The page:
During Community Health Week, I attended an event Toronto Community Health Centre Women’s Health in Women’s Hands (WHIWH) held to release and discuss the findings of a groundbreaking report called Every Woman Matters. It was conducted by the Centre and other health organizations including Parkdale Community Health Centre and Rexdale Community Health Centre.
Staff of WHIWH, which provides Primary Healthcare to Black Women and Women of Colour, researchers and members of the community spoke about the data they collected and the healthcare access issues expressed by the women studied.
“Black women were the experts in what their needs were.” Notisha Massaquoi, Executive Director of WHIWH, said about how the report, a combination of stories and data, was conducted. This wasn’t a group of women being studied; it was a group of women sharing their knowledge with researchers. This is just one example of Community Health Centres connecting with their communities to understand what their needs are.
Dr. Charmaine Williams of the Factor-Inwentash School of Social Work at the University of Toronto described the most basic healthcare access concerns of the women they studied: “How am I going to get to the doctor?” “Who will look after my kids?” She also said that the homeless and underhoused report participants don’t have networks like friends and family to get access to care, like a doctor.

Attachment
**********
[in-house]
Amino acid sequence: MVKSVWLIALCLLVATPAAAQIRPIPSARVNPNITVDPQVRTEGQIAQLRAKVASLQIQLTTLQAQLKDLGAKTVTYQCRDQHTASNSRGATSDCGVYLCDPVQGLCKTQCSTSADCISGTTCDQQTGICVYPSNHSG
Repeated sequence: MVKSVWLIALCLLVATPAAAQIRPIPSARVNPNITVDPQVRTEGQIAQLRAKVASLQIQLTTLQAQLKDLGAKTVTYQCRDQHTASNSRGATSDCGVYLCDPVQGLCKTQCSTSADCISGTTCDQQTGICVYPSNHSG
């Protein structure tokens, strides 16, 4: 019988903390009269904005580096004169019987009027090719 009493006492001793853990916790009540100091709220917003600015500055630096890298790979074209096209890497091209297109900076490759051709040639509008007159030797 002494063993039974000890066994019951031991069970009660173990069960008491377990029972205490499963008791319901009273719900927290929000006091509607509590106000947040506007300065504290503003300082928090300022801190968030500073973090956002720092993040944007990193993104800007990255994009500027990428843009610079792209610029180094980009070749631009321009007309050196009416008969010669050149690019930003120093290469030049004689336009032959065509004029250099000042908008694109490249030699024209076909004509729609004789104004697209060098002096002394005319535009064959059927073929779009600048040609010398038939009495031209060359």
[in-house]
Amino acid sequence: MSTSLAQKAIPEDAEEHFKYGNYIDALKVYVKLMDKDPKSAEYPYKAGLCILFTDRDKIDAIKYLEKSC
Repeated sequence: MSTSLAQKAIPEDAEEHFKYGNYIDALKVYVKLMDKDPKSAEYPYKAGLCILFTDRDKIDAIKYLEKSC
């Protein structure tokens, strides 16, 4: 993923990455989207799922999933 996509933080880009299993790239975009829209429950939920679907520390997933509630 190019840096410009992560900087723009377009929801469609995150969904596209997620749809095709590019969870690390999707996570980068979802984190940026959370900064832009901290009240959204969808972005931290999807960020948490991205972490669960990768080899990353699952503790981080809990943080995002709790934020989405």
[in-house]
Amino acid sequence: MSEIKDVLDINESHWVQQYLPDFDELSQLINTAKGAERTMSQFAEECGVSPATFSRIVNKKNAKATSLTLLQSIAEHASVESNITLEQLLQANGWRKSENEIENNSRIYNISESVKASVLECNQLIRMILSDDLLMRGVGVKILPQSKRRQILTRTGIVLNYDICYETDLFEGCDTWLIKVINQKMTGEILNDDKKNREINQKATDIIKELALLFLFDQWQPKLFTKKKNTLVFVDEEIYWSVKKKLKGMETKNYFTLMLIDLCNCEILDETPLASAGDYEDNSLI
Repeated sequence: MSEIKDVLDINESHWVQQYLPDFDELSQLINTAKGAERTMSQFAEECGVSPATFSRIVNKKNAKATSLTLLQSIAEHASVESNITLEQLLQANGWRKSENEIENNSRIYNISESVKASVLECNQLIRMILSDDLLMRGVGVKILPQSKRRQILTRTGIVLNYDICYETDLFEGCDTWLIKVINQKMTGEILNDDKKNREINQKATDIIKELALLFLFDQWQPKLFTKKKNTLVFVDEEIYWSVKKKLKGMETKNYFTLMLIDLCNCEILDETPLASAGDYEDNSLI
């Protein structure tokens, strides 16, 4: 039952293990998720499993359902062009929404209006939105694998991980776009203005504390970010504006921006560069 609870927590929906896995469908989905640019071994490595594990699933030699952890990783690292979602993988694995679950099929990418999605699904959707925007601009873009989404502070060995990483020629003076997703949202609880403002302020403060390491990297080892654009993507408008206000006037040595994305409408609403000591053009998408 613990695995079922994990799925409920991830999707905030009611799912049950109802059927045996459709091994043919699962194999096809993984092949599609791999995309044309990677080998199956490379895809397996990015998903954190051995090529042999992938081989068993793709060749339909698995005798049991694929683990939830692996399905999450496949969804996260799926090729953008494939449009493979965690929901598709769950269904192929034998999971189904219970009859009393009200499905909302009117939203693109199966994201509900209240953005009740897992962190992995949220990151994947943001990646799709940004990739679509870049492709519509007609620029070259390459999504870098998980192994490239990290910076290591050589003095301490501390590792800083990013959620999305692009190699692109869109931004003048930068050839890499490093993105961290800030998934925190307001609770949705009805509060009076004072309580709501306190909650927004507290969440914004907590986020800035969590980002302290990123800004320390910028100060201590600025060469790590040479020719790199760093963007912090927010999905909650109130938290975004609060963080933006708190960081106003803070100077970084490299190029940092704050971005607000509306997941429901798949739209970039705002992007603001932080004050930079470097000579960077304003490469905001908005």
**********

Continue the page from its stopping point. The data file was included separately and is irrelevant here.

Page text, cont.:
My colleague Lee McKenna, Manager of Policy and Government Relations for the AOHC, and I were very moved and stimulated by everything that was said. Referring to the fact that few other health agencies conduct similar research, Lee told the audience that some women are going to “feel that they are being heard for the first time in their lives.”
Dr. Williams said the Every Woman Matters research findings are designed to be used in training and educational settings for health providers and also to be applied within health care agencies. The report will also help make the case for increased resources for Women’s Health in Women’s Hands as well as other Community Health Centres. “It’s important to translate research into action,” said Wangari Tharao, Program and Research Manager for the Centre.
Women’s Health in Women’s Hands is also ensuring the research data compiled in Every Woman Matters is available to the community, as access to academic research often requires a subscription.
I originally published this on my intern blog for the Association of Ontario Health Centres.